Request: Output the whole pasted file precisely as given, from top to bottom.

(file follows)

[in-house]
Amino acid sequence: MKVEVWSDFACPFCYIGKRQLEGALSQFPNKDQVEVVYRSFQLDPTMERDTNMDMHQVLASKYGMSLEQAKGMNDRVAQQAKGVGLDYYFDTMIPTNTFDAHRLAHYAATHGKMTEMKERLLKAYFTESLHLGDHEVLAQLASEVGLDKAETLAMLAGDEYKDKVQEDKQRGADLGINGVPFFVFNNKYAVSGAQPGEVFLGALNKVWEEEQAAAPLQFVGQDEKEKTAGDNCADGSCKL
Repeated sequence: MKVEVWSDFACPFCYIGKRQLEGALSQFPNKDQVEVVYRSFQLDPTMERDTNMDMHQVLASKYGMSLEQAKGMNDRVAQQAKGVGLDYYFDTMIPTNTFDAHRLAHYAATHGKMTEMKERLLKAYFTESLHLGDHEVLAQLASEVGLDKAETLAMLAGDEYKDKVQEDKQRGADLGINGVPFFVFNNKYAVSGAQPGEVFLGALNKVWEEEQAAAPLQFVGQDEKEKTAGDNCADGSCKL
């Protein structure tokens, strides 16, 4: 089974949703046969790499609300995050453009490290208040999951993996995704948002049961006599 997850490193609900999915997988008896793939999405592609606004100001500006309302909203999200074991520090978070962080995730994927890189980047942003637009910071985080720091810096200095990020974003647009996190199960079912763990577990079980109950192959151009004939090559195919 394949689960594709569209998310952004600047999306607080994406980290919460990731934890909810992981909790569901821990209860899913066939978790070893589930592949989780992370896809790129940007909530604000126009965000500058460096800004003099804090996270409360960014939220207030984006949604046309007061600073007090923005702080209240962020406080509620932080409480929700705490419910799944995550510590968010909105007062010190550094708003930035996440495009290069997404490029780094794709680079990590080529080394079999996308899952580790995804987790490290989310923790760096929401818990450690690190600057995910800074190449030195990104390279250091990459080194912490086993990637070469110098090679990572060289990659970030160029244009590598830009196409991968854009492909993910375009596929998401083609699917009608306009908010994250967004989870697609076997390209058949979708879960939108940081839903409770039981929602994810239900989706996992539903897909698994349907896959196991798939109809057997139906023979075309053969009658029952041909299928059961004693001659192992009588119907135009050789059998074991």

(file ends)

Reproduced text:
[in-house]
Amino acid sequence: MKVEVWSDFACPFCYIGKRQLEGALSQFPNKDQVEVVYRSFQLDPTMERDTNMDMHQVLASKYGMSLEQAKGMNDRVAQQAKGVGLDYYFDTMIPTNTFDAHRLAHYAATHGKMTEMKERLLKAYFTESLHLGDHEVLAQLASEVGLDKAETLAMLAGDEYKDKVQEDKQRGADLGINGVPFFVFNNKYAVSGAQPGEVFLGALNKVWEEEQAAAPLQFVGQDEKEKTAGDNCADGSCKL
Repeated sequence: MKVEVWSDFACPFCYIGKRQLEGALSQFPNKDQVEVVYRSFQLDPTMERDTNMDMHQVLASKYGMSLEQAKGMNDRVAQQAKGVGLDYYFDTMIPTNTFDAHRLAHYAATHGKMTEMKERLLKAYFTESLHLGDHEVLAQLASEVGLDKAETLAMLAGDEYKDKVQEDKQRGADLGINGVPFFVFNNKYAVSGAQPGEVFLGALNKVWEEEQAAAPLQFVGQDEKEKTAGDNCADGSCKL
């Protein structure tokens, strides 16, 4: 089974949703046969790499609300995050453009490290208040999951993996995704948002049961006599 997850490193609900999915997988008896793939999405592609606004100001500006309302909203999200074991520090978070962080995730994927890189980047942003637009910071985080720091810096200095990020974003647009996190199960079912763990577990079980109950192959151009004939090559195919 394949689960594709569209998310952004600047999306607080994406980290919460990731934890909810992981909790569901821990209860899913066939978790070893589930592949989780992370896809790129940007909530604000126009965000500058460096800004003099804090996270409360960014939220207030984006949604046309007061600073007090923005702080209240962020406080509620932080409480929700705490419910799944995550510590968010909105007062010190550094708003930035996440495009290069997404490029780094794709680079990590080529080394079999996308899952580790995804987790490290989310923790760096929401818990450690690190600057995910800074190449030195990104390279250091990459080194912490086993990637070469110098090679990572060289990659970030160029244009590598830009196409991968854009492909993910375009596929998401083609699917009608306009908010994250967004989870697609076997390209058949979708879960939108940081839903409770039981929602994810239900989706996992539903897909698994349907896959196991798939109809057997139906023979075309053969009658029952041909299928059961004693001659192992009588119907135009050789059998074991």